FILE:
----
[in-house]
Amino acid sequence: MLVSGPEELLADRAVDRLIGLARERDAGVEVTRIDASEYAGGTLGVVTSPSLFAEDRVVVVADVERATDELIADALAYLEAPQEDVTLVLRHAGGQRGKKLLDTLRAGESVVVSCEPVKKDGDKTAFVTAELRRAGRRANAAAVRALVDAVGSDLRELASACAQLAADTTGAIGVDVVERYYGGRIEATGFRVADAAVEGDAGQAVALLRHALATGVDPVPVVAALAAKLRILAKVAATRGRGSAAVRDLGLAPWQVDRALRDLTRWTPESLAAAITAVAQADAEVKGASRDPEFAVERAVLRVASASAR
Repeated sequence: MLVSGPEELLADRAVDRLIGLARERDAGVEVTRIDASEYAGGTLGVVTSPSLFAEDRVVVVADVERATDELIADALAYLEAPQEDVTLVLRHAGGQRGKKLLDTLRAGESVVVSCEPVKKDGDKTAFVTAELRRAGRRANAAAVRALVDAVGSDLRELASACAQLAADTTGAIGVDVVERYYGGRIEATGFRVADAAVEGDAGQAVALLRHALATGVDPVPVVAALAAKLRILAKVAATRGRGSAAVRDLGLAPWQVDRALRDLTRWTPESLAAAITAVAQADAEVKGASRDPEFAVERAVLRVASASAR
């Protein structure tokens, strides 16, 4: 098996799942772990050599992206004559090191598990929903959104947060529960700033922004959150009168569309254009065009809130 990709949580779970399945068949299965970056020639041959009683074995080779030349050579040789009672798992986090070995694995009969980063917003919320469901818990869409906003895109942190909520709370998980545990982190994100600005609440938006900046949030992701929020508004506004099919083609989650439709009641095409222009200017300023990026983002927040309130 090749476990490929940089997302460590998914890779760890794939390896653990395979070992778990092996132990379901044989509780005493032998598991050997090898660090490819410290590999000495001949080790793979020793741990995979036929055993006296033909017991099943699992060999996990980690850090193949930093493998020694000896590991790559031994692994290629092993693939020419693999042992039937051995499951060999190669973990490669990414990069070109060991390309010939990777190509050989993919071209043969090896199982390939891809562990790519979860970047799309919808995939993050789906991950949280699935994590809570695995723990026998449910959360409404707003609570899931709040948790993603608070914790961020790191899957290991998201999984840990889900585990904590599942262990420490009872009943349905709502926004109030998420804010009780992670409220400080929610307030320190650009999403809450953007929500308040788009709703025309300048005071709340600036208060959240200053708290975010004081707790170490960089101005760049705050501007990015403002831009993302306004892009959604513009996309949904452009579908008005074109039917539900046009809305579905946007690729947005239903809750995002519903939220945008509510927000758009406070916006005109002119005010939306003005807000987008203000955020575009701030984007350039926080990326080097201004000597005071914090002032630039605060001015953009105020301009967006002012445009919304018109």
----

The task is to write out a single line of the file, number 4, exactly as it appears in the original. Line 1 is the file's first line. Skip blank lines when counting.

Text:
């Protein structure tokens, strides 16, 4: 098996799942772990050599992206004559090191598990929903959104947060529960700033922004959150009168569309254009065009809130 990709949580779970399945068949299965970056020639041959009683074995080779030349050579040789009672798992986090070995694995009969980063917003919320469901818990869409906003895109942190909520709370998980545990982190994100600005609440938006900046949030992701929020508004506004099919083609989650439709009641095409222009200017300023990026983002927040309130 090749476990490929940089997302460590998914890779760890794939390896653990395979070992778990092996132990379901044989509780005493032998598991050997090898660090490819410290590999000495001949080790793979020793741990995979036929055993006296033909017991099943699992060999996990980690850090193949930093493998020694000896590991790559031994692994290629092993693939020419693999042992039937051995499951060999190669973990490669990414990069070109060991390309010939990777190509050989993919071209043969090896199982390939891809562990790519979860970047799309919808995939993050789906991950949280699935994590809570695995723990026998449910959360409404707003609570899931709040948790993603608070914790961020790191899957290991998201999984840990889900585990904590599942262990420490009872009943349905709502926004109030998420804010009780992670409220400080929610307030320190650009999403809450953007929500308040788009709703025309300048005071709340600036208060959240200053708290975010004081707790170490960089101005760049705050501007990015403002831009993302306004892009959604513009996309949904452009579908008005074109039917539900046009809305579905946007690729947005239903809750995002519903939220945008509510927000758009406070916006005109002119005010939306003005807000987008203000955020575009701030984007350039926080990326080097201004000597005071914090002032630039605060001015953009105020301009967006002012445009919304018109």